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Sleep Myth Busters: The Sleep Lady Sets the Record Straight


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  #1  
March 3rd, 2010, 02:46 PM
Cheryl_W's Avatar Izzy's Mom!
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Quote:
 #1  If I skip my child's nap, he will sleep longer at night. Also, the later I put my child to bed, the later he'll sleep in the morning.Sleep Lady: The more overtired you allow your child to get, the more wired he'll get -- making it harder for him to get sleep and stay asleep. 
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  #2  
March 3rd, 2010, 02:46 PM
Cheryl_W's Avatar Izzy's Mom!
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The comment about formula makes me a little bit upset... Yes, ok, breast milk babies do wake more often at night - but there are SO many more benefits to breastfeeding! I don't like that this article makes it seem like longer sleeps are a benefit to formula feeding, almost like you are trying to convince people that breast isn't best...
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  #3  
March 15th, 2010, 07:45 AM
Madeline410's Avatar Maddie
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Location: Twin Cities, Minnesota
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#1 is so true. It's still true for my 4 year old! If he gets overtired, he'll stay up late and wake up early.
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  #4  
March 18th, 2010, 05:09 PM
beck12's Avatar Platinum Supermommy
Join Date: Jul 2005
Location: Michigan
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I just can't even begin with how many things I disagree on. For one - the first thing is absolutely not true for my child. If he goes to bed at 1 am - he will adjust & sleep the same length of time as if he went to bed at 8pm. I understand it doesn't work for all kiddos - but it always has for mine. For number two - it pretty much IS a fact of life - the only difference here is whether a bay wakes you when they wake up - but science has proven ALL children under three wake regularly all night long. If you stayed awake all night & watched your kids sleep you would know it to be fact. Now - some babies will stop needing help getting back to sleep sooner than others - it is still developmentally normal to need that into the second year. For number three - newborns are babies under 28 days old - you can't schedule them. You can try - you can make yourself crazy - but they aren't even developmentally mature enough to be able to be scheduled. The other thing that bothered me was her perpetuating the myth that cosleeping is bedsharing. It is not - not even in the "AP world". Cosleeping by definition is sleeping in the same room - that's all.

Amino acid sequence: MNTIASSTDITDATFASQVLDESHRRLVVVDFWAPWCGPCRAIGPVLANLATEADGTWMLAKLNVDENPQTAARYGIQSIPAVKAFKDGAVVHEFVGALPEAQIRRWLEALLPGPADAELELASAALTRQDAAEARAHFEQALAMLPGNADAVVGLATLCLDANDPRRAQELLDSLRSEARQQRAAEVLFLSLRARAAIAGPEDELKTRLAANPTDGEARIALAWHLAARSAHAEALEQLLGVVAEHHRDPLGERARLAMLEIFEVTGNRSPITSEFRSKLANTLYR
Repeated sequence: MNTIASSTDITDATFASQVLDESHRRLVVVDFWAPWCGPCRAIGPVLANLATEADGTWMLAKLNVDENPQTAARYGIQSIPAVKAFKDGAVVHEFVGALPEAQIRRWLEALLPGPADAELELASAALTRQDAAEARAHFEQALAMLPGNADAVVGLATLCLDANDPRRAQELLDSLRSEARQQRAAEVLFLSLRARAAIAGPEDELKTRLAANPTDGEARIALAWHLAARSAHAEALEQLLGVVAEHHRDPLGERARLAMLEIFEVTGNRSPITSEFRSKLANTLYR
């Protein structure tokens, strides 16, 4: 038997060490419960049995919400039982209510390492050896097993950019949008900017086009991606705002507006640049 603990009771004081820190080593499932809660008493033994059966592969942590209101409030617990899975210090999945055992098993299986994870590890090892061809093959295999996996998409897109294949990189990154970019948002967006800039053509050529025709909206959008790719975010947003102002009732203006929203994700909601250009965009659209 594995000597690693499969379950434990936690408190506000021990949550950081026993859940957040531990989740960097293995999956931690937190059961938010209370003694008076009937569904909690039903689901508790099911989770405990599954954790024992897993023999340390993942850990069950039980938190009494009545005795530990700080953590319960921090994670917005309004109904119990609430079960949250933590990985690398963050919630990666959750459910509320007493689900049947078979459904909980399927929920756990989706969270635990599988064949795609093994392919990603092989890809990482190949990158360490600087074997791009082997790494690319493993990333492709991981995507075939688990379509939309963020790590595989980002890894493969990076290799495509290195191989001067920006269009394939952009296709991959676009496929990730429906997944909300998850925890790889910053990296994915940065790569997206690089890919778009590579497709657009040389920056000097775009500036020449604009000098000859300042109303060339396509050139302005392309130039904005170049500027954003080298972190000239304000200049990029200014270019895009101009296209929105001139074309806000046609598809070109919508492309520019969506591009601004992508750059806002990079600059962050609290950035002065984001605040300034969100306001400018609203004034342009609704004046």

I guess I just think the article is rubbish because I started off trying to follow mainstream advice like this & feeling pressured not to do what felt natural - and it just made me & the baby miserable. When I just followed the rhythm of my child we had less crying by both of us, more sleep, more happiness. It was an amazing improvement.
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  #5  
November 21st, 2012, 03:47 AM
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Join Date: Nov 2012
Posts: 13
I find babies sleep is too often compromised by expensive yet scratchy linens or a cheap comforter. My nephew had Elmo covers and blankets which looked extremely cute but irritated his skin and disrupted his sleep. A goose down comforter, softer bedding, perhaps not a luxury comforter but certainly worth it when it comes to baby. Hopefully, baby will be just as sleepy as I know I'll be!
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